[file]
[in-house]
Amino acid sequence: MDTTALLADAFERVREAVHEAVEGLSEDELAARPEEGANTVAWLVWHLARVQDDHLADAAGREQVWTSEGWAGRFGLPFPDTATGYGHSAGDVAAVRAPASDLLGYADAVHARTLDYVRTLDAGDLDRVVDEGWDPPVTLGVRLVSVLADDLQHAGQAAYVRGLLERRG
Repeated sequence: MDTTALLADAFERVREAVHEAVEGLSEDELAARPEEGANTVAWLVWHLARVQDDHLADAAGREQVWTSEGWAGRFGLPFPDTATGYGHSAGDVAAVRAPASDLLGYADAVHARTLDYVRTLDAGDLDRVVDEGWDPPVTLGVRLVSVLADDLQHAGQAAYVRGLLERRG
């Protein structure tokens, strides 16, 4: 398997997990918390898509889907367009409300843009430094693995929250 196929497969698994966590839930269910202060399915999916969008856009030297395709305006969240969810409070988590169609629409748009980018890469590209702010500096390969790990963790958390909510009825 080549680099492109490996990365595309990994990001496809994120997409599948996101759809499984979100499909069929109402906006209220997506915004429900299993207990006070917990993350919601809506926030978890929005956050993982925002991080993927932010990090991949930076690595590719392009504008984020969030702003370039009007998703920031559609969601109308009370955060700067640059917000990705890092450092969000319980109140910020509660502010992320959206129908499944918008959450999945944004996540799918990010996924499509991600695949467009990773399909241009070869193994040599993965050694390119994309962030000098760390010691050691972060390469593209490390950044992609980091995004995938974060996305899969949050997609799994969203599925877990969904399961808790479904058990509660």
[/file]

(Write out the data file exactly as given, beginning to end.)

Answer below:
[in-house]
Amino acid sequence: MDTTALLADAFERVREAVHEAVEGLSEDELAARPEEGANTVAWLVWHLARVQDDHLADAAGREQVWTSEGWAGRFGLPFPDTATGYGHSAGDVAAVRAPASDLLGYADAVHARTLDYVRTLDAGDLDRVVDEGWDPPVTLGVRLVSVLADDLQHAGQAAYVRGLLERRG
Repeated sequence: MDTTALLADAFERVREAVHEAVEGLSEDELAARPEEGANTVAWLVWHLARVQDDHLADAAGREQVWTSEGWAGRFGLPFPDTATGYGHSAGDVAAVRAPASDLLGYADAVHARTLDYVRTLDAGDLDRVVDEGWDPPVTLGVRLVSVLADDLQHAGQAAYVRGLLERRG
């Protein structure tokens, strides 16, 4: 398997997990918390898509889907367009409300843009430094693995929250 196929497969698994966590839930269910202060399915999916969008856009030297395709305006969240969810409070988590169609629409748009980018890469590209702010500096390969790990963790958390909510009825 080549680099492109490996990365595309990994990001496809994120997409599948996101759809499984979100499909069929109402906006209220997506915004429900299993207990006070917990993350919601809506926030978890929005956050993982925002991080993927932010990090991949930076690595590719392009504008984020969030702003370039009007998703920031559609969601109308009370955060700067640059917000990705890092450092969000319980109140910020509660502010992320959206129908499944918008959450999945944004996540799918990010996924499509991600695949467009990773399909241009070869193994040599993965050694390119994309962030000098760390010691050691972060390469593209490390950044992609980091995004995938974060996305899969949050997609799994969203599925877990969904399961808790479904058990509660």